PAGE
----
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Live Burrowing Owl Cam
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Want to Learn More?
Barn Owls
Barn Owl Fact Sheet and Information
Burrowing Owls
NA Distribution Map
Natural History
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Tri-Cities and Moses Lake Burrowing Owl Research Project
Burrowing Owl Management Recommendations
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The act of siblicide–although difficult to observe– is a common outcome for a meat eating bird (like barn owls) with asynchronous hatching, where eggs are laid and hatched at different times. This allows for easy siblicide as the first chick is older and much larger than the last. Ecological studies suggest that siblicide allows for the greatest number of owlets to survive to match the available food supply. Low food resources increase conflict among siblings which leads to a greater chance of siblicide. The end result of the situation is that a few strong and well-fed owlets survive instead of many weaker birds.

You may not see the adult owls again this nesting season since they most often drop rodents into the nest box and continue to hunt as the owlets are consuming vast numbers of rodents as they continue to grow. Please take the time to understand and explain this ecological act and behavior to yourself and others – particularly young viewers.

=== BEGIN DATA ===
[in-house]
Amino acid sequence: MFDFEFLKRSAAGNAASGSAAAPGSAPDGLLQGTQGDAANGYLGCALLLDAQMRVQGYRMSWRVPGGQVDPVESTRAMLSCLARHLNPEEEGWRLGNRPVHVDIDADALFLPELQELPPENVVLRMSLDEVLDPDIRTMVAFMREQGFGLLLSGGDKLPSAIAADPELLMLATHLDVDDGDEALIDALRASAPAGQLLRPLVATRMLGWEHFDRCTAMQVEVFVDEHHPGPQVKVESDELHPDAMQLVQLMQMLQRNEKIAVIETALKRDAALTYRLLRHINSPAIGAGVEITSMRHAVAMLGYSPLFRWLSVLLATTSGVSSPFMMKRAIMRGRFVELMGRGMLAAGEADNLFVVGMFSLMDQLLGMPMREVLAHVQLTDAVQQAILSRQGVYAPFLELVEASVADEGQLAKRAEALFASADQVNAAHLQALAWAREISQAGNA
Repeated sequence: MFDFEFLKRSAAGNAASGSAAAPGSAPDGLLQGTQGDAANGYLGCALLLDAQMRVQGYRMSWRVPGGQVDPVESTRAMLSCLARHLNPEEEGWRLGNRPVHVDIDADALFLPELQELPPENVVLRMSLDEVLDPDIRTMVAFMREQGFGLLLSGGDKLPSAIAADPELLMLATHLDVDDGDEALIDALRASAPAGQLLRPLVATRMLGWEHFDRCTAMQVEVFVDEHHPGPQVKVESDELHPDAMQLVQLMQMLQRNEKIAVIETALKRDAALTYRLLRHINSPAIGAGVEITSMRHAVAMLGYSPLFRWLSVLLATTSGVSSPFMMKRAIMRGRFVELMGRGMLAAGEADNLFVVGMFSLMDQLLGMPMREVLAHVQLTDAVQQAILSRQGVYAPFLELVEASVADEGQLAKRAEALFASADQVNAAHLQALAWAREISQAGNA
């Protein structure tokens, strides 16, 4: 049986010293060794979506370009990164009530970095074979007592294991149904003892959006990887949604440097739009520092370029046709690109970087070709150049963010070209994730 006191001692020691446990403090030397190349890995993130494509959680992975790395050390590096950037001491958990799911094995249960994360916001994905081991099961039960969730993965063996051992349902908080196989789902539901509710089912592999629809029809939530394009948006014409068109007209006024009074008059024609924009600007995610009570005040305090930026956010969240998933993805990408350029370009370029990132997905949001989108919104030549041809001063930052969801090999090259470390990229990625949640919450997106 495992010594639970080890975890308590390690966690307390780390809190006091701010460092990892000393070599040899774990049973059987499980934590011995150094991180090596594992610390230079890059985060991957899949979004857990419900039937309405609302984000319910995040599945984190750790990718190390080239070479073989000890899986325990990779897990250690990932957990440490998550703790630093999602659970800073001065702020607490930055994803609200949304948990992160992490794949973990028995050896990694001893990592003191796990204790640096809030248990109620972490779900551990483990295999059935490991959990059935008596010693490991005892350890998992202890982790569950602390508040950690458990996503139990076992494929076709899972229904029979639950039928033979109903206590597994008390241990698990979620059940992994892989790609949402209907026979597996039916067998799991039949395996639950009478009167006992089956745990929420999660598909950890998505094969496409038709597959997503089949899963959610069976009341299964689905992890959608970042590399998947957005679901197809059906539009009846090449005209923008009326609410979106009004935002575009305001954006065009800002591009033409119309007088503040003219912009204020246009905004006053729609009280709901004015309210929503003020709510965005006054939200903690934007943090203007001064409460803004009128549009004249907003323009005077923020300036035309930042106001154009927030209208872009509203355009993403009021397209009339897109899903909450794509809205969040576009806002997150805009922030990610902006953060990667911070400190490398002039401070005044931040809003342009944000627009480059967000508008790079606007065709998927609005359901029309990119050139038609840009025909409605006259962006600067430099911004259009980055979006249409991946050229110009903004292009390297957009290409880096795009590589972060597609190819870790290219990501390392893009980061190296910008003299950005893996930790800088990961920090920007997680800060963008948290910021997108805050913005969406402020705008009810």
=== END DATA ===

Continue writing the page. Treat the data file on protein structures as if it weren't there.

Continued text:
To learn more about the ecological role of siblicide in nature check out the Related Links labeled – The Ecological Role of Siblicide

Related Links
Barn Owls
The Birdhouse Network - Nest Box Cams
Wildlife Search - Owl Information
The Owl Pages - Links to Owl Cam Pages
Owl Facts - Conservation Commission of the State Missouri
Barn Owl (Tyto alba) - Breeding
Barn Owl Headquarters
Birds of Prey Assist Farmers University of California
The Ecological Role of Siblicide
Some bird species commit siblicide
Seabirds Give New Meaning to Sibling Rivalry
Hatching Asynchrony and Brood Reduction
Within Nests, Egret Chicks Are Natural Born Killers
Burrowing Owls
Peek into burrowing birds' lives with OwlCam - Tri-City Herald
Burrowing Owl (Speotyto cunicularia) Links
Hands On The Land Program
Hanford Reach National Monument
Columbia River Exhibition of History, Science and Technology (CREHST)
To explore places to find birds in Washington - Great Washington Birding Trail

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